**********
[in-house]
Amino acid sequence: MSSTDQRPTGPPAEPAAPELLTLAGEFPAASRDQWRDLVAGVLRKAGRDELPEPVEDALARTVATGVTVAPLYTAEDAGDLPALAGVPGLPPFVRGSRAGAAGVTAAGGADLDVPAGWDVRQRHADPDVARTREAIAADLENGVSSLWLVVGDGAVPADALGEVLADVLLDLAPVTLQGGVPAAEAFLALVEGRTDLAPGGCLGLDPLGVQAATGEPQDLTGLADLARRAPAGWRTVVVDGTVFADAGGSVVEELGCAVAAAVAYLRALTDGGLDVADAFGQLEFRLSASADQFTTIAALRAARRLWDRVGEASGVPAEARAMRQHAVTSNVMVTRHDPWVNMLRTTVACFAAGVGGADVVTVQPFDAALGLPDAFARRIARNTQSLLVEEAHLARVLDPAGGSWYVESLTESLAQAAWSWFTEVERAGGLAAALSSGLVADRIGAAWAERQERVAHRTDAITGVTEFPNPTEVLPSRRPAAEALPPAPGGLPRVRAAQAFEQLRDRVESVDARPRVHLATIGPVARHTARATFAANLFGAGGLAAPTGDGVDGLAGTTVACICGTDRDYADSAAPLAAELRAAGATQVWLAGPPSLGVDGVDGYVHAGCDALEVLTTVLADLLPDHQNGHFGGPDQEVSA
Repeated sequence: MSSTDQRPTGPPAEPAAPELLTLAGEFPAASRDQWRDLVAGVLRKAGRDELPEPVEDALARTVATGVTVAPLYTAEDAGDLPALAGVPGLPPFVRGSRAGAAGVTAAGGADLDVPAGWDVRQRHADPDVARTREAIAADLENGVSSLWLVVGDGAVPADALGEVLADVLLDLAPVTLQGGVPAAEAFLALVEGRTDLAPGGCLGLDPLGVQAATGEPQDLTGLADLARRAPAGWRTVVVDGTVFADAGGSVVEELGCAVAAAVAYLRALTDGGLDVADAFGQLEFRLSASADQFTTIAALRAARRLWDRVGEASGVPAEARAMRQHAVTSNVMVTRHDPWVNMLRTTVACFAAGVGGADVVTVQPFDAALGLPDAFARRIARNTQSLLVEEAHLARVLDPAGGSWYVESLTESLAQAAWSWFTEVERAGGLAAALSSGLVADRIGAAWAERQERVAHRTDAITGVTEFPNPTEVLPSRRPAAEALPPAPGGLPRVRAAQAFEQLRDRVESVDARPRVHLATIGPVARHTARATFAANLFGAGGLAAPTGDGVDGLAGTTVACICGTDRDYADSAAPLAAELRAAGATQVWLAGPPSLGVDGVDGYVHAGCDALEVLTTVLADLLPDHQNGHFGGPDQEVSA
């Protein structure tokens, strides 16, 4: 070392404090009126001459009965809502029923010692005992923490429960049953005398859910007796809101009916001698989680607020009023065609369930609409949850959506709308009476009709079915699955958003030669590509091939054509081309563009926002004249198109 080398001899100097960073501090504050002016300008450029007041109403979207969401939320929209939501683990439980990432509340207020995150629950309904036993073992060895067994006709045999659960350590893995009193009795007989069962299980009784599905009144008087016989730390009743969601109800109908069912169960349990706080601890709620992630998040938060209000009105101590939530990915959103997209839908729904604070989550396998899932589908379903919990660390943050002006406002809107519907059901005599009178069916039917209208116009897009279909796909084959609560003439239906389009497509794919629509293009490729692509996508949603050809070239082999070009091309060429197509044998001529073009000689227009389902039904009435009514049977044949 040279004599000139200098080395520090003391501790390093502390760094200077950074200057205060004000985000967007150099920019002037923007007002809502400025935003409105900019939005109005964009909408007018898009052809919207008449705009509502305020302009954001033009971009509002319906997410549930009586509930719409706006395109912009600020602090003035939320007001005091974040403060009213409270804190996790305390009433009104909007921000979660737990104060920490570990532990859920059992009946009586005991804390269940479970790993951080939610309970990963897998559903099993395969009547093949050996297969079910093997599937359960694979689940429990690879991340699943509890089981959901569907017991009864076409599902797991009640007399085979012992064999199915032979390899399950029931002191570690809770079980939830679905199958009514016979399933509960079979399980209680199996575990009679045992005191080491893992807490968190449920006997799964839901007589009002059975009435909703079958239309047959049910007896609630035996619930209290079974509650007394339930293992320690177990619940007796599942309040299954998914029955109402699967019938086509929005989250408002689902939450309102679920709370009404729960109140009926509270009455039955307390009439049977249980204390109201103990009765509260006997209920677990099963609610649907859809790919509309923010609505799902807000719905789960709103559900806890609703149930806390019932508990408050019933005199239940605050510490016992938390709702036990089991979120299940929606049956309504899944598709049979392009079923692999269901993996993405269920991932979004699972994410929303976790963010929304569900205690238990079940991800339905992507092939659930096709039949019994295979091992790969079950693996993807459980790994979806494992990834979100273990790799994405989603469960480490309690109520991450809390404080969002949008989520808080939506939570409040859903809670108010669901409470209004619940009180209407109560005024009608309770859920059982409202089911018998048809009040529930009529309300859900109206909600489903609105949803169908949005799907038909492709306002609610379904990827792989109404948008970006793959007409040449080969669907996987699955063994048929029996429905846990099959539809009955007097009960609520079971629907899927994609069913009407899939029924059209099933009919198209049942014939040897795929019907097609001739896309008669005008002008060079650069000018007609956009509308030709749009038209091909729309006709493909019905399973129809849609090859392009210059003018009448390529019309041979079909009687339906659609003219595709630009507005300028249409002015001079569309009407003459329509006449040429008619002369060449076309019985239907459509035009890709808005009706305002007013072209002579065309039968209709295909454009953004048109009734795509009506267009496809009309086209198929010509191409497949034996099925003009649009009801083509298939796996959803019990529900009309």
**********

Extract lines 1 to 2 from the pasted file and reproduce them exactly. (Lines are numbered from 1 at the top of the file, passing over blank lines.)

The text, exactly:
[in-house]
Amino acid sequence: MSSTDQRPTGPPAEPAAPELLTLAGEFPAASRDQWRDLVAGVLRKAGRDELPEPVEDALARTVATGVTVAPLYTAEDAGDLPALAGVPGLPPFVRGSRAGAAGVTAAGGADLDVPAGWDVRQRHADPDVARTREAIAADLENGVSSLWLVVGDGAVPADALGEVLADVLLDLAPVTLQGGVPAAEAFLALVEGRTDLAPGGCLGLDPLGVQAATGEPQDLTGLADLARRAPAGWRTVVVDGTVFADAGGSVVEELGCAVAAAVAYLRALTDGGLDVADAFGQLEFRLSASADQFTTIAALRAARRLWDRVGEASGVPAEARAMRQHAVTSNVMVTRHDPWVNMLRTTVACFAAGVGGADVVTVQPFDAALGLPDAFARRIARNTQSLLVEEAHLARVLDPAGGSWYVESLTESLAQAAWSWFTEVERAGGLAAALSSGLVADRIGAAWAERQERVAHRTDAITGVTEFPNPTEVLPSRRPAAEALPPAPGGLPRVRAAQAFEQLRDRVESVDARPRVHLATIGPVARHTARATFAANLFGAGGLAAPTGDGVDGLAGTTVACICGTDRDYADSAAPLAAELRAAGATQVWLAGPPSLGVDGVDGYVHAGCDALEVLTTVLADLLPDHQNGHFGGPDQEVSA